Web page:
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The Great
Southwest
Great Southwest

Great Southwest

Deserts are not deserted by wildlife. They are places of little rain and much sun, and are home to a surprising variety of plants and animals. In order to survive the extremes of the desert climate, life forms have developed unique adaptations for conserving water and avoiding the intense heat.


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Ringtail Great Southwest

Ringtail

Bassariscus astutus

Biome: Great Southwest

Classification: Mammals

Biography: Ringtails are relatives of the raccoon and inhabit desert canyons, especially areas with rocky outcrops, caves and mine shafts. Strictly nocturnal, ringtails use their large eyes and keen sense of smell to locate food, including rodents, birds, invertebrates, and plant... More >


Roadrunner Great Southwest

Roadrunner

Geococcyx californianus

Biome: Great Southwest

Classification: Birds

Biography: Roadrunners are long, slender birds with long expressive tails, shaggy crests and strong legs for running. These birds are known for their swift and characteristic style of running (up to 15 mph for short distances). They seldom fly and are primarily a ground bird. In the... More >


Tarantula Great Southwest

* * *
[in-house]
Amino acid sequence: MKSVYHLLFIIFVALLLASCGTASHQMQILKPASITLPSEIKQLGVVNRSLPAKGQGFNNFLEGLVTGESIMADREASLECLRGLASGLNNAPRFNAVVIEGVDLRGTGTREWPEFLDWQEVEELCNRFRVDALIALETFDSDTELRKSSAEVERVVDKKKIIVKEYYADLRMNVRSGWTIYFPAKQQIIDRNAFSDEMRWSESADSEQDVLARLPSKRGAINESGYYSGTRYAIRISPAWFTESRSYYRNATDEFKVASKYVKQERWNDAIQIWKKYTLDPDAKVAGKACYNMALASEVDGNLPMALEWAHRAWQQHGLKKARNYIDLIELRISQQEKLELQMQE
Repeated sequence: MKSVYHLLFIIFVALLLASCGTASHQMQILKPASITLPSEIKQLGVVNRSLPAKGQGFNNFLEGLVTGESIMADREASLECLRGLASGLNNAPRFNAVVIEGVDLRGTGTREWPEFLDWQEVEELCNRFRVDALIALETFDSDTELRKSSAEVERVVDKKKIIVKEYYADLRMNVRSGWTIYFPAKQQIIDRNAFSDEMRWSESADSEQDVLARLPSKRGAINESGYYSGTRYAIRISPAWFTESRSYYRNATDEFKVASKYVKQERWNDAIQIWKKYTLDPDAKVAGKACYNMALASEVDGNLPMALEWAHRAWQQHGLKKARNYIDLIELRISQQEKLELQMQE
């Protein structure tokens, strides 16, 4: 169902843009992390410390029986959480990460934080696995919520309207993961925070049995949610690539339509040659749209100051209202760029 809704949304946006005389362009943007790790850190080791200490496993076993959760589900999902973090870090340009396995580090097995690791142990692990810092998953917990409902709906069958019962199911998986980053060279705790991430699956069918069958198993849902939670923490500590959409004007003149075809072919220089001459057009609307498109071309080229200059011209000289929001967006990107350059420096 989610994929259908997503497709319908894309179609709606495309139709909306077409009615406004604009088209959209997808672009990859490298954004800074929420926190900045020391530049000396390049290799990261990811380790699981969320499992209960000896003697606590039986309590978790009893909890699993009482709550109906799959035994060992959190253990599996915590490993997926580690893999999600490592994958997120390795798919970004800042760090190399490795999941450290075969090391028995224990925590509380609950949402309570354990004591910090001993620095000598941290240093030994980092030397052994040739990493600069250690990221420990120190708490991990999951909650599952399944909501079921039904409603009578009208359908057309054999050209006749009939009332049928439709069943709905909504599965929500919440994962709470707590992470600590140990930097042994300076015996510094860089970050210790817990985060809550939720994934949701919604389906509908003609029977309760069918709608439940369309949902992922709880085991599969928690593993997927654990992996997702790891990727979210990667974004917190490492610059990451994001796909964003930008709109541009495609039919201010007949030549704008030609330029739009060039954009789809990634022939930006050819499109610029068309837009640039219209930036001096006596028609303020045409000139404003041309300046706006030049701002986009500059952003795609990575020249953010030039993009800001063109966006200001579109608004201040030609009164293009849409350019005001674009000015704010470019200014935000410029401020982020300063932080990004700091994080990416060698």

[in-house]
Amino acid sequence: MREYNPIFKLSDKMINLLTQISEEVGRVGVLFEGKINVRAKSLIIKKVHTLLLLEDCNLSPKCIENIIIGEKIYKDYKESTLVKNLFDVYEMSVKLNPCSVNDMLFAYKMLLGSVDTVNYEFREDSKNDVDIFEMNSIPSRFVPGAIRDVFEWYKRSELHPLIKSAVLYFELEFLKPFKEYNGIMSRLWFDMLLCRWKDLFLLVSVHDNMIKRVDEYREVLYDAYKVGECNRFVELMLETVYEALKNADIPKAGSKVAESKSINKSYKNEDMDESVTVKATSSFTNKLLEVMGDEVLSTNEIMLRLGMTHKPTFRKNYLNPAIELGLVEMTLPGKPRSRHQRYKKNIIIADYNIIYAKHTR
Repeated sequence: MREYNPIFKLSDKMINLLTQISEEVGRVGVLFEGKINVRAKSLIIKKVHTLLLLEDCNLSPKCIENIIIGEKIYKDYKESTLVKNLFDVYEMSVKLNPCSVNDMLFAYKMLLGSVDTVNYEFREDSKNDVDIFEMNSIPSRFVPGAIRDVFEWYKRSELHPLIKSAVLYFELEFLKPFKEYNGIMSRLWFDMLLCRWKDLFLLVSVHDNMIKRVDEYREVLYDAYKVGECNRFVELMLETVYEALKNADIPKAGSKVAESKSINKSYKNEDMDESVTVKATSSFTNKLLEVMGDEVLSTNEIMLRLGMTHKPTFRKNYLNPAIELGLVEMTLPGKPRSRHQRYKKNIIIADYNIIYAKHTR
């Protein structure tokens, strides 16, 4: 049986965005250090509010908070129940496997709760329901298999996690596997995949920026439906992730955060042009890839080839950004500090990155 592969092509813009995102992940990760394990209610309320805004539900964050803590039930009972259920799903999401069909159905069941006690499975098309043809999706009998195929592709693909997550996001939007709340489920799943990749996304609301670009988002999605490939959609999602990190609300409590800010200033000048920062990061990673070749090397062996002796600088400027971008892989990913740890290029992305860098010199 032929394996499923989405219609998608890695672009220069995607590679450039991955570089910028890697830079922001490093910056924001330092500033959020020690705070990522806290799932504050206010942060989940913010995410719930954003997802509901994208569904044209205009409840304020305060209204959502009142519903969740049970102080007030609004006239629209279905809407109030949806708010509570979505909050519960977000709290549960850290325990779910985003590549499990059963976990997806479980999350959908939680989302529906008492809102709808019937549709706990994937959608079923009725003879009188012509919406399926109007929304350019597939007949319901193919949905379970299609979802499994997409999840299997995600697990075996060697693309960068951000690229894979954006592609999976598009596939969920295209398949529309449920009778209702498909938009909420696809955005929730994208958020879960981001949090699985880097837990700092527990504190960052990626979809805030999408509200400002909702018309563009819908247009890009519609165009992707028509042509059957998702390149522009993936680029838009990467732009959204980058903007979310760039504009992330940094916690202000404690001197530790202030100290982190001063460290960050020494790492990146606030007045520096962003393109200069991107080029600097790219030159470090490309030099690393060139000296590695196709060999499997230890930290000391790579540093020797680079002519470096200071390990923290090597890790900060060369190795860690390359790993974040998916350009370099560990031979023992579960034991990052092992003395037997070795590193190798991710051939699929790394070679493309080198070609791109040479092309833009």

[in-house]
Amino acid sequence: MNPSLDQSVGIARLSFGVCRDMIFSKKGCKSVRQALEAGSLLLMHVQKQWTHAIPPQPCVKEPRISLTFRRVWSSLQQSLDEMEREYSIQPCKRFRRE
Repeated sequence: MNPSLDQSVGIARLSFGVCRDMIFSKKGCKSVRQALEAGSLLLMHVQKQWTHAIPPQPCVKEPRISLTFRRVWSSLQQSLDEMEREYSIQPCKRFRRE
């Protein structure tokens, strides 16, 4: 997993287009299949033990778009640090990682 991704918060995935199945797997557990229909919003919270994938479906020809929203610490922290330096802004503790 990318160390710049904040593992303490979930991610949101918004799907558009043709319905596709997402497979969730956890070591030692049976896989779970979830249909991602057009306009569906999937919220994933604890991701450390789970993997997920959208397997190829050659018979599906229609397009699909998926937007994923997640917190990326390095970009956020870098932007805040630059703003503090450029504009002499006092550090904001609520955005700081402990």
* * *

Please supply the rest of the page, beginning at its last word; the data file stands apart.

Tarantula

Aphonopelma chalcodes

Biome: Great Southwest

Classification: Invertebrates

Biography: While the tarantula is a fearsome looking spider and it can inflict a painful bite, the bite of our North American species is not really dangerous. Tarantulas can go for a long period of time without food and water - a useful ability during desert droughts. Large beetles... More >


Thick-billed Parrot Great Southwest

Thick-billed Parrot

Rhynchopsitta pachyrhyncha

Biome: Great Southwest

Classification: Birds

Biography: Thick-billed parrots are social birds, and live together in flocks all year. Their loud calls can be heard over a mile away. Thick-billed parrots require the specialized habitat of a mature pine-oak forest for nesting and food. These parrots build their nests in snags or... More >


Western Diamondback Rattlesnake Great Southwest

Western Diamondback Rattlesnake

Crotalus atrox

Biome: Great Southwest

Classification: Reptiles

Biography: This is the largest of the western rattlesnakes. Due to its distinctive black and white tail bands, it is often nicknamed the "coontail rattler". This venomous pit viper frequents a variety of habitats in the arid regions of the southwest, from the plains into the... More >


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